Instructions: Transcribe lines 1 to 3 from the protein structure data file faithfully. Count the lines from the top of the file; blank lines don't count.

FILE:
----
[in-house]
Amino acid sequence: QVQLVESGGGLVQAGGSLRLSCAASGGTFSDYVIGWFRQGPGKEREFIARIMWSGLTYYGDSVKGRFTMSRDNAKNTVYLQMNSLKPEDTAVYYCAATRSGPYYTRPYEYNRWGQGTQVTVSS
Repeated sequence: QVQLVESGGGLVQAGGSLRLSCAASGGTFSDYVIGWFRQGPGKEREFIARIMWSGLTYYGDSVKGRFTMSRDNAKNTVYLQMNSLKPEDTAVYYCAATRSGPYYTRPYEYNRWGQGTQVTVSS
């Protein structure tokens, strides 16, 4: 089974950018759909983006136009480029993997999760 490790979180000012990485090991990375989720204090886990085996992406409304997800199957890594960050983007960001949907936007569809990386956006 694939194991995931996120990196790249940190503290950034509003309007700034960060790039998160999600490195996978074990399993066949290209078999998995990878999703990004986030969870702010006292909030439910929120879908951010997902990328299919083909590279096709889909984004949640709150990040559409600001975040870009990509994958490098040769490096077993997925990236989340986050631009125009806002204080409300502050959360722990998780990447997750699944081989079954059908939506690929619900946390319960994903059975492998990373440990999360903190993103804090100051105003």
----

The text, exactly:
[in-house]
Amino acid sequence: QVQLVESGGGLVQAGGSLRLSCAASGGTFSDYVIGWFRQGPGKEREFIARIMWSGLTYYGDSVKGRFTMSRDNAKNTVYLQMNSLKPEDTAVYYCAATRSGPYYTRPYEYNRWGQGTQVTVSS
Repeated sequence: QVQLVESGGGLVQAGGSLRLSCAASGGTFSDYVIGWFRQGPGKEREFIARIMWSGLTYYGDSVKGRFTMSRDNAKNTVYLQMNSLKPEDTAVYYCAATRSGPYYTRPYEYNRWGQGTQVTVSS